Effective Therapists Don’t Just Listen

They must do a lot more than that.

Key points:

  • It is common to want to keep talking to friends about emotionally upsetting events in our lives.
  • But this unloading can lead to compassion failure and a loss of ability to problem solve.
  • Effective therapists don’t just listen; they help clients find practical ways to cope with their concerns.

‘I thought I had better arrange to see a therapist,’ Avril told me, ‘because you can’t keep going on and on to your friends about the same old thing, can you? They get sick of it! Whereas you…’ Then she smiled at me and said, ‘You’re paid to listen, aren’t you?’

Yes and no, in that order.

Belgian psychologist Bernard Rimé once investigated how often people offloaded about an upsetting situation to others. It turned out to be a lot. The more intense the emotion experienced, the more people wanted to talk about it—over days, weeks, months, and even years. He found the same result across continents and cultures, the only exception being for the emotion of shame, which people tended to want to keep to themselves.1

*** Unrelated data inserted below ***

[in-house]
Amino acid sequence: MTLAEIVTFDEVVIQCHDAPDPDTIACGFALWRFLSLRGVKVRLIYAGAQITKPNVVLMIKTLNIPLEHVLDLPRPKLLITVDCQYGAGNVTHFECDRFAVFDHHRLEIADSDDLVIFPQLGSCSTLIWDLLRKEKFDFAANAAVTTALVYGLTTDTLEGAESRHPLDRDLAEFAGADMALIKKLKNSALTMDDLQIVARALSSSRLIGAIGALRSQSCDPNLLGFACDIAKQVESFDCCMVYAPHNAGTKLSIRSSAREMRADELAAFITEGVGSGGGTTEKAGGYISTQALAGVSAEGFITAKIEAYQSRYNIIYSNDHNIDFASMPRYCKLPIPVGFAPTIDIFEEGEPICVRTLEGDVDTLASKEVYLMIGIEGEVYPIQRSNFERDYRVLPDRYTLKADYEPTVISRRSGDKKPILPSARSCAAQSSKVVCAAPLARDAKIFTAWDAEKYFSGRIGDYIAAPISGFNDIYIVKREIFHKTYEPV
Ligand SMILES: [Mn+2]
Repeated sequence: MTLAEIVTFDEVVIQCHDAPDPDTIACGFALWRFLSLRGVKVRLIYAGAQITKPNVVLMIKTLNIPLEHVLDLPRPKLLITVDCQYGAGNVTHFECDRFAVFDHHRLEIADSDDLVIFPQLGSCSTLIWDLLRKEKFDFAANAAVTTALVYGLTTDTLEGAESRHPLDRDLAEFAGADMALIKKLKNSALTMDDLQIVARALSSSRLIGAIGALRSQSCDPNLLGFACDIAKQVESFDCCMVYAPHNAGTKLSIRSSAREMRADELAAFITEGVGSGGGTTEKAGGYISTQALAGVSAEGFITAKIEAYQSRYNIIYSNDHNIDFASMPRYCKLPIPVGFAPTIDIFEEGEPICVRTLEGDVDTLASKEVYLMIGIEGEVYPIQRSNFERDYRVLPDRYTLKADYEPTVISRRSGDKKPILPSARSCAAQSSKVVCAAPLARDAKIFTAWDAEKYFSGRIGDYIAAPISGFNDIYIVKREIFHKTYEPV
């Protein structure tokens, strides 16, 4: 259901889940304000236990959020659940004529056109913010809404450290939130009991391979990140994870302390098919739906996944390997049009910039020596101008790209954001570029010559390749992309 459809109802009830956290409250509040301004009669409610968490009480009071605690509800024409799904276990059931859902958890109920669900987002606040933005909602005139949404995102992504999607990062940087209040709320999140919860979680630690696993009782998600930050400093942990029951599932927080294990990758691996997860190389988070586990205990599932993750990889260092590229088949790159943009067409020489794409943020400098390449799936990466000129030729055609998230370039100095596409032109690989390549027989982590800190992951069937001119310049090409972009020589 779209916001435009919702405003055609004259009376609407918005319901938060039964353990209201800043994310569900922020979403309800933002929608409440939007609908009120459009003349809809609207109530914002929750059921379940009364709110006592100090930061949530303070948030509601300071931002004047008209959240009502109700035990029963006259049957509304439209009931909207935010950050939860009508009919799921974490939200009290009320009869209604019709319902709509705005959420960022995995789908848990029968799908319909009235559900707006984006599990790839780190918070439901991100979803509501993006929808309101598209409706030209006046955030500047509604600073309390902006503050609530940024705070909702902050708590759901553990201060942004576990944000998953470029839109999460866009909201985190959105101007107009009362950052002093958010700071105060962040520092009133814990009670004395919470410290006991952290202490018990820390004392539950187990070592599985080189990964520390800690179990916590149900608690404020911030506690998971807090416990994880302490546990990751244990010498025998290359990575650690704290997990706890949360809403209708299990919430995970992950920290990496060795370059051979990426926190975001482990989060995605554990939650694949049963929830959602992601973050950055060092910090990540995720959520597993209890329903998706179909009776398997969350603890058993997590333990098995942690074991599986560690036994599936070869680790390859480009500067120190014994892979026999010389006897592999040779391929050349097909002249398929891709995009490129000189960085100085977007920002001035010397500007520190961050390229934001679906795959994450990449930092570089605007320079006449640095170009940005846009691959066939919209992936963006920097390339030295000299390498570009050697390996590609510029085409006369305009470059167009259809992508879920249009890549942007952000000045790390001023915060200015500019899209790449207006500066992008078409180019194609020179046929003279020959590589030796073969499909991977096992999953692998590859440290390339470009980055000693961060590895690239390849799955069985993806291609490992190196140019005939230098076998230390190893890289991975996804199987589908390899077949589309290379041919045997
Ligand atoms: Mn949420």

Psychologist Ethan Kross refers to this experiment in his book Chatter: The voice in our head and how to harness it. What’s more, he says, over-venting in this way makes people less capable of solving problems.2

And that is why my second answer to Avril’s question is no. I am not paid to listen. I do not present myself as someone who will listen, but as someone who, having listened, will help people to address the problems holding them back in their lives.

It is why the emphasis in the human givens approach is to bring people out of unhealthy, repeated self-talk: ‘I’ll never find a decent partner’; ‘I don’t have the confidence to stand up for myself’; ‘Things will always go wrong for me’—and help them see the bigger picture.

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